Many years ago I played a small part in the unearthing of a controversial scholarship at the University of Toronto that was, among other things, restricted to white, Protestant candidates. It was called the Leonard Scholarship and dated from 1923. After being featured in a student newspaper of which I was an editor, a story about the scholarship and its restrictions was picked up by the national media. The eventual fallout was a legal action through which a number of unsavoury restrictions on candidates for the scholarship were dropped. The decision employed the doctrine of cy-pres.
Cy-pres allows the changing of the terms of a trust that as originally expressed would be impossible, impracticable or illegal to carry out. Under the doctrine, a court is permitted to alter the trust's terms in a manner that comes as close as possible to achieving the intention of the party that created it, while avoiding impossibility, impracticability or illegality.
In the 1990 case of Canada Trust Co. v. Ontario Human Rights Commission, the Ontario Court of Appeal ruled that certain conditions to awarding the scholarship in question were contrary to public policy, and thus, the restrictions with respect to race, colour, creed, ethnic origin and sex were removed.
Fast forward to 2016 and an Ontario ruling dealing with scholarships created under a Will, and limited, in part, to "Caucasian (white), male single, heterosexual students", and in part to a "hard-working, single Caucasian white girl who is not feminist or lesbian." Citing the Canada Trust case finding that a charitable trust can be void as contrary to public policy to the extent that it discriminates on the grounds of race (colour, nationality, ethnic origin), religion and sex, the judge ruled in Royal Trust Corporation of Canada v. The University of Western Ontario et al., that a number of the restrictions for the scholarships contemplated under the Will were contrary to public policy.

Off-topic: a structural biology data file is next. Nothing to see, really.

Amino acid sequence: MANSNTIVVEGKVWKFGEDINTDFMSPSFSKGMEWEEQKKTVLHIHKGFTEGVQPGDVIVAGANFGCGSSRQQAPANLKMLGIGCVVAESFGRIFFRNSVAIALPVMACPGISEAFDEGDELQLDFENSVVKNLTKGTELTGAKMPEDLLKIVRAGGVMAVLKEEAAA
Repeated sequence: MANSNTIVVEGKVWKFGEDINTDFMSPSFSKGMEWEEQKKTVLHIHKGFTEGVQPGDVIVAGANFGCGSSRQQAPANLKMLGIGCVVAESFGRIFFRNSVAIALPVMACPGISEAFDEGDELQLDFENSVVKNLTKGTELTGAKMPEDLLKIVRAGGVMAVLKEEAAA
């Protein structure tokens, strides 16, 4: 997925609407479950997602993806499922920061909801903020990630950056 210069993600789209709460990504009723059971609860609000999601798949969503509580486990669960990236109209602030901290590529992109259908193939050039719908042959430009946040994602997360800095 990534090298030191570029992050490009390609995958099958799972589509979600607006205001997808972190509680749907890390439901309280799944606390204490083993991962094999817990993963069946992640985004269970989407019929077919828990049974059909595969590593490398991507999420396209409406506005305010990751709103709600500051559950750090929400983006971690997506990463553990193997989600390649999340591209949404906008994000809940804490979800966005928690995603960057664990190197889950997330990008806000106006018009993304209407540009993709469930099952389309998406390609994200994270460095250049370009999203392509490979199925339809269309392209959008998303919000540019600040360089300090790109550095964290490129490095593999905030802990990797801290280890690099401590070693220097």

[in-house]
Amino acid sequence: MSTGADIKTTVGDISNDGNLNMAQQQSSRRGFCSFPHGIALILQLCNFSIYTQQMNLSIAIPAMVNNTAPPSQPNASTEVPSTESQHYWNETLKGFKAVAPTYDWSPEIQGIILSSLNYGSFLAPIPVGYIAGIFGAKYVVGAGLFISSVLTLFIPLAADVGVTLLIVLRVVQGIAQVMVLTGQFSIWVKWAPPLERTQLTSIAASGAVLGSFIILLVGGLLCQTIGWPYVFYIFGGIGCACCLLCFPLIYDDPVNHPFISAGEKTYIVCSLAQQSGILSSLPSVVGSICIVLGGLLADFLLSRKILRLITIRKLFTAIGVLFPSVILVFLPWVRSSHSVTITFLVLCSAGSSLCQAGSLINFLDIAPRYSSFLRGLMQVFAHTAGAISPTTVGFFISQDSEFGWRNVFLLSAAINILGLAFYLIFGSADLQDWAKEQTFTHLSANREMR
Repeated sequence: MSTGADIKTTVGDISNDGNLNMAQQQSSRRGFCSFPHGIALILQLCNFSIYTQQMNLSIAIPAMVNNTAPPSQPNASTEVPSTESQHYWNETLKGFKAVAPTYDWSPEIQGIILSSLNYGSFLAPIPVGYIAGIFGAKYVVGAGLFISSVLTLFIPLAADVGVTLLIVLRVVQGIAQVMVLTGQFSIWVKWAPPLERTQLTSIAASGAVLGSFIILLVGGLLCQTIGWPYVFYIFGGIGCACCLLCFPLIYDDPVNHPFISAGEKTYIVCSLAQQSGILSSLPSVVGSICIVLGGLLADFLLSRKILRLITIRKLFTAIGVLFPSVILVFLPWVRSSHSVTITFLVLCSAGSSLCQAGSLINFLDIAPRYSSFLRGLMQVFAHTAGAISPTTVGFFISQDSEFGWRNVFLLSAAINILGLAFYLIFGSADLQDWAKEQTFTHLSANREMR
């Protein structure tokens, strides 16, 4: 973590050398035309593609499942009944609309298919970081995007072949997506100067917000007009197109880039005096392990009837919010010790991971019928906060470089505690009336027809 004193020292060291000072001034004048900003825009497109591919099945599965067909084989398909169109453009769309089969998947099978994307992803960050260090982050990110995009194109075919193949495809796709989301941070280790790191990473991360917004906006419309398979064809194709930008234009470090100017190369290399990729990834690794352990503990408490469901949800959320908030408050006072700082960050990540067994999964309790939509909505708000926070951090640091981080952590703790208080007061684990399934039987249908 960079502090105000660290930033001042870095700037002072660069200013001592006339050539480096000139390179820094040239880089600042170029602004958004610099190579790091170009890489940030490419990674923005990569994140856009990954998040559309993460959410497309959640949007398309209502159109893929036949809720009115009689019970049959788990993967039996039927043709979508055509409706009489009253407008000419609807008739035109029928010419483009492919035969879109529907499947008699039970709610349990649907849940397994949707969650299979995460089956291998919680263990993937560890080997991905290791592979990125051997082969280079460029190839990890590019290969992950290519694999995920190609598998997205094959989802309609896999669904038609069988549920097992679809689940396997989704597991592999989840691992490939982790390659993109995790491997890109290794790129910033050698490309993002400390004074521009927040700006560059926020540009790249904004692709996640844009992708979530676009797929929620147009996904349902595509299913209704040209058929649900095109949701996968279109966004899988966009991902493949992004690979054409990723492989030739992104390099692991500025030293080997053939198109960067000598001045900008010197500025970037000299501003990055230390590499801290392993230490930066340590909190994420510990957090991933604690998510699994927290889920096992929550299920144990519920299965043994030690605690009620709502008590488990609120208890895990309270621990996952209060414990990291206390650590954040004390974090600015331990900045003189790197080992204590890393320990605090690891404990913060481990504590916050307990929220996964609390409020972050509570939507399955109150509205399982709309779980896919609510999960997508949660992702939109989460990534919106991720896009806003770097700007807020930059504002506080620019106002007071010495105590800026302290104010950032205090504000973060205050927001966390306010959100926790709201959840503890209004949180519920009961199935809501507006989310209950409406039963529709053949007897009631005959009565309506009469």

[Note that an executor, administrator or trustee of an estate of a person is considered a trustee, and a Will or similar instrument is considered to give rise to a trust or trusts. In this case, the Will providing instruction on use of the deceased's property included both purportedly charitable aspects--use of resources for scholarships--and non-charitable aspects, distributions to non-charitable beneficiaries.] The Will in the Royal Trust case provided that if particular provisions of the document were held to be void, those...